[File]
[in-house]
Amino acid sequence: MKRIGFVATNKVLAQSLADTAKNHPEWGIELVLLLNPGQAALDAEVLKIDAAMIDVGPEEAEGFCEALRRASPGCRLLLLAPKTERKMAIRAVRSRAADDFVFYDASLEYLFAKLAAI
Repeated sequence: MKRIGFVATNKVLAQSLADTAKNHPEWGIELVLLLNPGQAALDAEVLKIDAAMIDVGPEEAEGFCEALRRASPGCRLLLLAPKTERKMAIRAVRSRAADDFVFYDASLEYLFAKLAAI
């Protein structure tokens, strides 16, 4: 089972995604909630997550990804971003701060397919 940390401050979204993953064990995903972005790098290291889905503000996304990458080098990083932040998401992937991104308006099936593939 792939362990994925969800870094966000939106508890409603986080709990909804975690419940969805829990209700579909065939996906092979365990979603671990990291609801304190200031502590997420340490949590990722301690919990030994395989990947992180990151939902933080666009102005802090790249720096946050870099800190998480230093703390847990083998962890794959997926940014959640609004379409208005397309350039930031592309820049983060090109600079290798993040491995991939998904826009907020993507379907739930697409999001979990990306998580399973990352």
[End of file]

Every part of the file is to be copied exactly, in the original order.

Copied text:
[in-house]
Amino acid sequence: MKRIGFVATNKVLAQSLADTAKNHPEWGIELVLLLNPGQAALDAEVLKIDAAMIDVGPEEAEGFCEALRRASPGCRLLLLAPKTERKMAIRAVRSRAADDFVFYDASLEYLFAKLAAI
Repeated sequence: MKRIGFVATNKVLAQSLADTAKNHPEWGIELVLLLNPGQAALDAEVLKIDAAMIDVGPEEAEGFCEALRRASPGCRLLLLAPKTERKMAIRAVRSRAADDFVFYDASLEYLFAKLAAI
């Protein structure tokens, strides 16, 4: 089972995604909630997550990804971003701060397919 940390401050979204993953064990995903972005790098290291889905503000996304990458080098990083932040998401992937991104308006099936593939 792939362990994925969800870094966000939106508890409603986080709990909804975690419940969805829990209700579909065939996906092979365990979603671990990291609801304190200031502590997420340490949590990722301690919990030994395989990947992180990151939902933080666009102005802090790249720096946050870099800190998480230093703390847990083998962890794959997926940014959640609004379409208005397309350039930031592309820049983060090109600079290798993040491995991939998904826009907020993507379907739930697409999001979990990306998580399973990352």